❧ Question 1: Is the waning influence of European scholars in US academia a recent phenomenon? If so, does it apply only to some disciplines (such as sociology) and subdisciplinary fields (such as social theory), or does it apply also to other fields of inquiry, across all three main branches of knowledge (that is, the humanities, social sciences, and natural sciences)?

2. US-American Hegemony in a Global Context

Whether we like it or not, US-American academia is hegemonic, in the sense that—its inner divisions and inequities notwithstanding—it (still) constitutes the most influential, powerful, and resourceful national realm of scientific research in the world. Of course, the word ‘America’ is problematic or—as pointed out by Strand—perhaps even meaningless, given that, strictly speaking, it refers to an entire continent, also known as ‘the Americas’, comprising the totality of North, Central, and South America.[3] And yet, the propensity to monopolize the term ‘American’ to refer to only one, albeit geographically extensive and (still) globally hegemonic, country—rather than to an entire continent—is an essential part of the US-American mindset, including its presumably critical voices, such as the ‘American Sociological Association’.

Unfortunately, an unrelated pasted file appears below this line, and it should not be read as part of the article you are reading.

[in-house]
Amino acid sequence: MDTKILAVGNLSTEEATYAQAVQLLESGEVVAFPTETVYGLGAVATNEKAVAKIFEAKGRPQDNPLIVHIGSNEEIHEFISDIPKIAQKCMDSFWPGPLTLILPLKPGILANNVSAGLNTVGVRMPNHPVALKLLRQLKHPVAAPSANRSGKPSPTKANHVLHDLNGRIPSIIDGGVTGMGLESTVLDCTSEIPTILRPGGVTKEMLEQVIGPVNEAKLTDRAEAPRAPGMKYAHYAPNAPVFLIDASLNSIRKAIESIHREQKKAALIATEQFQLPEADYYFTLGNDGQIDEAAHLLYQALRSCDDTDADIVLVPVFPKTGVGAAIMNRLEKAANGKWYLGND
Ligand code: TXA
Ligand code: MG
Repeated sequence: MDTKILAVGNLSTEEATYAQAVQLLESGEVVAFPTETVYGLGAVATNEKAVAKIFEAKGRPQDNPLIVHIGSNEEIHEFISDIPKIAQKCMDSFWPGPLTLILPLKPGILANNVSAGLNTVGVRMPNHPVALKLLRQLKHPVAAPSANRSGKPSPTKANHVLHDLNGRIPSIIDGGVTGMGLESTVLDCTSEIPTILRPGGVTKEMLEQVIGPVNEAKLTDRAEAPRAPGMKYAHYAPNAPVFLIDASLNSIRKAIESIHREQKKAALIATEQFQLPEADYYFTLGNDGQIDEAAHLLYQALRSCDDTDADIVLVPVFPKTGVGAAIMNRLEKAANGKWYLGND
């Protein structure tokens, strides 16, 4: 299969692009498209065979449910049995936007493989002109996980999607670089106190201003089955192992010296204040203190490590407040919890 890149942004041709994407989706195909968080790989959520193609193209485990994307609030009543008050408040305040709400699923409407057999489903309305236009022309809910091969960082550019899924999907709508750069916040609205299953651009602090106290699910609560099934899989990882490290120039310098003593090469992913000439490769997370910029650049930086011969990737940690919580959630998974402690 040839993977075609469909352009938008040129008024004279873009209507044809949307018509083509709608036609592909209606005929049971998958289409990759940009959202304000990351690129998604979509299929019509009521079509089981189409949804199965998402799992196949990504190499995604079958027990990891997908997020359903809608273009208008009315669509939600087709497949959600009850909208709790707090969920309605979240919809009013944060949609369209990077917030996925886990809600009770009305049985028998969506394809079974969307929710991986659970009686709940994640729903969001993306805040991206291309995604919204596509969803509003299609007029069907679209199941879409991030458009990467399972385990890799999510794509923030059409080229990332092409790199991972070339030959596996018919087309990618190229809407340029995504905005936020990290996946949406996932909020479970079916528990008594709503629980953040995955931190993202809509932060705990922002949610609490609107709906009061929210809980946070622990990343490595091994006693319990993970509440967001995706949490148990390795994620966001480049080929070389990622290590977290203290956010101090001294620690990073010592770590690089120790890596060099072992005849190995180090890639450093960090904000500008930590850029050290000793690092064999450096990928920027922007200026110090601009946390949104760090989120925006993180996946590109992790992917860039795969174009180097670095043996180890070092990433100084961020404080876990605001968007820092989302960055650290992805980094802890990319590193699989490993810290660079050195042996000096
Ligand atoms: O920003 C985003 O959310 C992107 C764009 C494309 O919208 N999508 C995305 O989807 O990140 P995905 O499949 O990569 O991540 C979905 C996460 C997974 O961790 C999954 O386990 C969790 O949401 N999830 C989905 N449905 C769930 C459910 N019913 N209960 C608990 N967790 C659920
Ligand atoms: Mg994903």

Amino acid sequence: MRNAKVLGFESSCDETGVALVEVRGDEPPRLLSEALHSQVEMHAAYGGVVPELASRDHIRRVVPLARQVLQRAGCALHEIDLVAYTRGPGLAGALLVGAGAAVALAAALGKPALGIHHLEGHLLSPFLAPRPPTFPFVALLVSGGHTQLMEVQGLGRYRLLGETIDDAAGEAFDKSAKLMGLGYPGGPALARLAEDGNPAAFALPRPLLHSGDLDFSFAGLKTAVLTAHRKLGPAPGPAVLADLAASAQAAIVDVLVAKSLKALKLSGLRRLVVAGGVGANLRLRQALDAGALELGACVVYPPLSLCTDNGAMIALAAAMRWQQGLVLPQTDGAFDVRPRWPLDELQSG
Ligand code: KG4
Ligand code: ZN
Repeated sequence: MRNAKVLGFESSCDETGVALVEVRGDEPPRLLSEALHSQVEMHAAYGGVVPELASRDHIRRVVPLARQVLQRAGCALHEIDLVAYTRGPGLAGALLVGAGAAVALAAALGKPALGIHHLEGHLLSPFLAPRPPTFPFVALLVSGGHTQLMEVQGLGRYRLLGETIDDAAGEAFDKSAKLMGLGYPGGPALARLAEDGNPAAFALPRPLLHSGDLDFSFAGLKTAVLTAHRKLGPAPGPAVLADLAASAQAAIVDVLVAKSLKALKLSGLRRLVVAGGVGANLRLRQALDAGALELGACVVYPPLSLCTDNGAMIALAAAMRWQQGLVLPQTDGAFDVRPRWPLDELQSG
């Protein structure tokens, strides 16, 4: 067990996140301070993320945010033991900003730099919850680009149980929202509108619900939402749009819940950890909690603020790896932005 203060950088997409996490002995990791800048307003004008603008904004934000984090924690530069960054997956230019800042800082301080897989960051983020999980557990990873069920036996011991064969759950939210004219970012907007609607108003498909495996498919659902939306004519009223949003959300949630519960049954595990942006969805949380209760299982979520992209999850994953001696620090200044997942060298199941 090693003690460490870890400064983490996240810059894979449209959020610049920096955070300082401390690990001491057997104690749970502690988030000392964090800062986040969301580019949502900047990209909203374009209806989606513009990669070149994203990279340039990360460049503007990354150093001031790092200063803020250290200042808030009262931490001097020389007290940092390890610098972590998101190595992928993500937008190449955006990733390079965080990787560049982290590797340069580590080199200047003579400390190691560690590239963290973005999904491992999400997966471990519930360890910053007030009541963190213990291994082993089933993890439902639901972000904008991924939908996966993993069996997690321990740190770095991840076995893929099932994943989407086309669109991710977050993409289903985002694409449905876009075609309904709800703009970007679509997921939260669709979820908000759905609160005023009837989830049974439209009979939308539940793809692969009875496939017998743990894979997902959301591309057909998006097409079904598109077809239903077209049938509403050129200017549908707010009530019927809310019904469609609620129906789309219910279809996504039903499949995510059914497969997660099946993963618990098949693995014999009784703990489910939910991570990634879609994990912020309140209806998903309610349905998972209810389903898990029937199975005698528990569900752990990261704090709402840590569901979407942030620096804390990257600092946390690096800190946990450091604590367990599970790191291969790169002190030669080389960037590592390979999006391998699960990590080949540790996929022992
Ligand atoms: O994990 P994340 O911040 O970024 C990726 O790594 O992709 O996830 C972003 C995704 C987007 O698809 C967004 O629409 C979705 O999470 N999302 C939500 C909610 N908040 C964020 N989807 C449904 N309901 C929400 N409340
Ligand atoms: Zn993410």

The issue arising from this US-centric modus operandi put to one side, it is telling that the number of PhDs from postgraduate research programmes in the US-American field holding academic positions at European universities far outstrips the number of cases in which the opposite holds true. We should, however, add a caveat: while, statistically speaking, it is no secret that it is far more difficult for UK-based scholars to establish themselves in the US-American academic job market than the other way around (resulting in a kind of ‘vertical autonomy’),[4] this logic—due to obvious language barriers—does not apply to those European countries in which Anglophone teaching and research continue to be the exception, rather than the norm. In continental Europe, mastery of a language other than English is a de facto requirement for entering the academic job market on a permanent basis.

Be that as it may, the notion that US-American sociology ‘is what most of “sociology” exists as’[5] is contentious. Even if one were to buy into the centre/periphery divide in relation to most, if not all, academic fields, one would have to accept that global sociology is a highly variegated, if not fragmented, conglomerate of divergent (that is, geographically, culturally, linguistically, and ideologically specific) traditions of thought.

❧ Question 2: What criteria should we use to distinguish between different sociological traditions and to measure their local, national, regional, and/or global impact?

3. Theory of Society vs. Social Theory